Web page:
As well as being the most popular sport in the United States, football's popularity is growing quickly in other countries around the globe. Whether you're going to your first football game in the stadium, or maybe just attending a friend's Super Bowl party; you'll want to understand the basic rules and dynamics of the game in order to have fun and understand what is going on. This tutorial teaches you the most basic content for non-football watchers (yet) who are looking to see the game as more than just a bunch of guys tackling each other for the ball.
All football quarters are divided into four quarters with breaks between them. Two quarters represent half of the game, and there is a bigger break at half time. The time on each quarter varies according to the level of the football game. In high school football, each quarter is 12 minutes long, and in College Football and the pros (the National Football League), each quarter is 15 minutes long. If you have watched any football, you may have noticed that football games extend a lot over the playing time. That is because the clock stops a lot, and coaches have many time outs to call. That way, although the playing time of a game is between 48 minutes to one hour, a whole football game from beginning to end lasts on average around three hours.
The goal in football is to have scored more points than the opponent by the end of all four quarters. There are four different ways that a team can score. The main way of scoring is by entering the opponent's end zone with the ball, which is worth 6 points. If the team scores a touchdown, they have the opportunity to add some extra points by attempting an extra-point kick or a two-point conversion. Ultimately, teams seek to score a touchdown, however, teams can get close to the end zone and still can't score one. In that case, teams can attempt a field goal to add three points to the score. The fourth and least common way of scoring is the safety, which is worth two points.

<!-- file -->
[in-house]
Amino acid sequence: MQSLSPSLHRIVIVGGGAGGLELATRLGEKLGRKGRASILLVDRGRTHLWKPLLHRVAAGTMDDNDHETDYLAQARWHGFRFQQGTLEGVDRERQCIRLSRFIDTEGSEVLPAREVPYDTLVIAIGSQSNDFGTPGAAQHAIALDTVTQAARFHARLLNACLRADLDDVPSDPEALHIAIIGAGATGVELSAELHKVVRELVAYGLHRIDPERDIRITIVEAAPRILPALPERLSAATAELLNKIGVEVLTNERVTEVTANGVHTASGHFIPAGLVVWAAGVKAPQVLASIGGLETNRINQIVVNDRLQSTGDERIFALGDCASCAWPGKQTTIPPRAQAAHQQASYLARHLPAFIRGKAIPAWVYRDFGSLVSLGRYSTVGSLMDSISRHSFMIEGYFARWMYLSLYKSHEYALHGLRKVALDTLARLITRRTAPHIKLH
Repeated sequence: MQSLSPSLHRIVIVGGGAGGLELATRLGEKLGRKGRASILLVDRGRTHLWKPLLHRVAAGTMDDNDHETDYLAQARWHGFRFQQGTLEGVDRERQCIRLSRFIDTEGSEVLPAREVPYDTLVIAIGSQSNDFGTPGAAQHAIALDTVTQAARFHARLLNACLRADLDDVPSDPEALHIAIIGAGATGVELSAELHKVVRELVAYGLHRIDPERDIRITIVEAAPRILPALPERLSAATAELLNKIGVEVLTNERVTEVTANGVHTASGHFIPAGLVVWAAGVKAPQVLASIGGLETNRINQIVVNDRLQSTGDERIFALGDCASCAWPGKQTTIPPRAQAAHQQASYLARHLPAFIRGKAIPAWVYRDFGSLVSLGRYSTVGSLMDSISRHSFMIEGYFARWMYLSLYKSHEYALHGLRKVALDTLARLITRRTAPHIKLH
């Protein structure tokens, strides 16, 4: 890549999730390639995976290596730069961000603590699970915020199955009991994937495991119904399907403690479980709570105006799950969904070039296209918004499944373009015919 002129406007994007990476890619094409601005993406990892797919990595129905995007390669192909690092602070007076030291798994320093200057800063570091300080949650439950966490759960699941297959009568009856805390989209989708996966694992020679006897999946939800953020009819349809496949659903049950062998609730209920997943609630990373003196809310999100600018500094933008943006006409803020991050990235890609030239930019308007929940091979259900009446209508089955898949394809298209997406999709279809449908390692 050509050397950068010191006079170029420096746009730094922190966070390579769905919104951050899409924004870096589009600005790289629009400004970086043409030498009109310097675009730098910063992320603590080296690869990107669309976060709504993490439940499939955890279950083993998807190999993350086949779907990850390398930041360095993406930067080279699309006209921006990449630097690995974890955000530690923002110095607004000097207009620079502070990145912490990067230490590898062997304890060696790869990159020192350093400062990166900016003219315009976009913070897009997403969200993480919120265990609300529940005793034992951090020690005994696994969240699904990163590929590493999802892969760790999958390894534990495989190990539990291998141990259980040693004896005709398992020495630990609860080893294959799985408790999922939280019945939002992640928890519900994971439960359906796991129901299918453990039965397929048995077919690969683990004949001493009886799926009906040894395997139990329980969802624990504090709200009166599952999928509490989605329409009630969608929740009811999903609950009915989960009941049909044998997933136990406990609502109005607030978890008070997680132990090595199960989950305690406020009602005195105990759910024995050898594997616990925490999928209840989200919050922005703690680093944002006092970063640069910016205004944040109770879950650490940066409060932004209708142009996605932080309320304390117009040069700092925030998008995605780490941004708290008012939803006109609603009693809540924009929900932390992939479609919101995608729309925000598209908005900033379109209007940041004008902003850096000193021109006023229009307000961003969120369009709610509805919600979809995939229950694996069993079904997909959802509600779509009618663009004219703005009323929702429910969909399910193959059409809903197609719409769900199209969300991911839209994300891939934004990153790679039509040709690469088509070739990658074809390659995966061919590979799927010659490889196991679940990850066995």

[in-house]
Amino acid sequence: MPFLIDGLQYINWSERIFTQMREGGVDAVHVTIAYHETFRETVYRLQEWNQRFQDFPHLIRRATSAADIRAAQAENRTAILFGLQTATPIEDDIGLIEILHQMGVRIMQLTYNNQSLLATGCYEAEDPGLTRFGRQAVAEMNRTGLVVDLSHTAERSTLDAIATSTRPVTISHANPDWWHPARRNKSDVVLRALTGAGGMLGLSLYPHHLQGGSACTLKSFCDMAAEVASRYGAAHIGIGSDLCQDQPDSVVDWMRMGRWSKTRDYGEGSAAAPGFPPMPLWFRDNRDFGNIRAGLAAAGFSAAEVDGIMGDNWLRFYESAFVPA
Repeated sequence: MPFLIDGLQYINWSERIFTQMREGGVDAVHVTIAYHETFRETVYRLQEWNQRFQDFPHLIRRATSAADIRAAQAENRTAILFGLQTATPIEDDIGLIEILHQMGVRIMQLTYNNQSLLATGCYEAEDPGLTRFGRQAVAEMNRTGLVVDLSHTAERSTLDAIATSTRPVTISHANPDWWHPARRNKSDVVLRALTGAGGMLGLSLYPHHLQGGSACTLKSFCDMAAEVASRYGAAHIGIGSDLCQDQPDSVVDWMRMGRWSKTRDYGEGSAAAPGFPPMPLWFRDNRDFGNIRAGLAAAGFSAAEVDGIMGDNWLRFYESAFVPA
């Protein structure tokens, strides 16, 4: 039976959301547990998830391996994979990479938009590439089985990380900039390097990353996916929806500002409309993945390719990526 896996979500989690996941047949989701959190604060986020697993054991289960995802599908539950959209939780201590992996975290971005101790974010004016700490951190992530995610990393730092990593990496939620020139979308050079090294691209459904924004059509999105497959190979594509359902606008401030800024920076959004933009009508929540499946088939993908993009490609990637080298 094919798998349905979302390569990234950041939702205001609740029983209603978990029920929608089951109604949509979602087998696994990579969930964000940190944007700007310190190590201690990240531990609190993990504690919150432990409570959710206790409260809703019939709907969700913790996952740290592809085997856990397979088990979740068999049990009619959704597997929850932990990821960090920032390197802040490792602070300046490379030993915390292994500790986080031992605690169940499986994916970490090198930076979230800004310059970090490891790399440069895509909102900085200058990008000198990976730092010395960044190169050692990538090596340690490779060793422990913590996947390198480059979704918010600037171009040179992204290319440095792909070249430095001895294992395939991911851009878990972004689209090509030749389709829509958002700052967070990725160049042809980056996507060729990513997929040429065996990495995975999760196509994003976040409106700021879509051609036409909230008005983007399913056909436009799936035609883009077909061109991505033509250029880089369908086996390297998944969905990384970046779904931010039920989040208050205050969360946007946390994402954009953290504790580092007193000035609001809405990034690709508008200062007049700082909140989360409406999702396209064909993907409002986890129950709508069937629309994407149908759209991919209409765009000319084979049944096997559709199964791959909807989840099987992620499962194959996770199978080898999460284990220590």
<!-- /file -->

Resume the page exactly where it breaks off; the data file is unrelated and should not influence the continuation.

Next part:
Football has what is called a "down system". That is, they have four attempts to travel four yards along the field and towards the end zone. Those attempts are called downs, and whenever a team is able to travel the ten yards, a first down is called, and the "chances" are restored.
In football there are 11 players from each team on the field; however, unlike other sports where players can both attack and defend, football has three different units of teams that focus on three different situations of the game: the offense, the defense, and the special teams. Check out some more about each of the teams below:
The offense is the unit that looks to score; they come onto the field whenever the team possesses the ball. The offense's most important player is the quarterback. Quarterbacks are the coach's representation in the field, and every offensive play will go through the quarterback. The offense tries to score either by running with the ball towards the end zone or passing it. Whichever way they choose to try to advance, the quarterback will be involved.
The defense's goal is to defend and stop the offense from scoring touchdowns and from getting close enough to attempt a field goal. That is done by trying to sack the quarterback and whoever may be carrying the ball. The defense also seeks to intercept passes and force a fumble, both ways to recuperate the ball.
The Special Teams
Funny enough in football players use their hands more than their feet during the game. But still, there are moments in a football game where feet are used and the ball is kicked. The unit that comes into the field in those situations is the special teams. They will focus on punting the ball, attempting field goals. But truly only one player will be kicking the ball, while others protect him from being sacked and the ball from being deflected.
Besides traditional jerseys, there is a lot of equipment that players need to play football. To begin with, the game is played on grass, so players must wear cleats with spikes that will give them tracking and balance when executing athletic moves on the field. Also, football is a pretty physical game, and there is a long list of protection equipment that includes:
- Shoulder Pads
- Thigh pads
- Knee pads
- Protective cup
- Elbow pads
- Hip pads
- Tailbone pads
- Rib pads
Most of that equipment will be under a player's shirt and pants, but you can be certain that they are there.
These are the very basics of football dynamics, the true football 101, and you now know enough to watch a football game and understand what is going on. However, we only scratched the surface of the football content, and if you want to learn even more about football, you can check many more tutorials that Rookie Road has.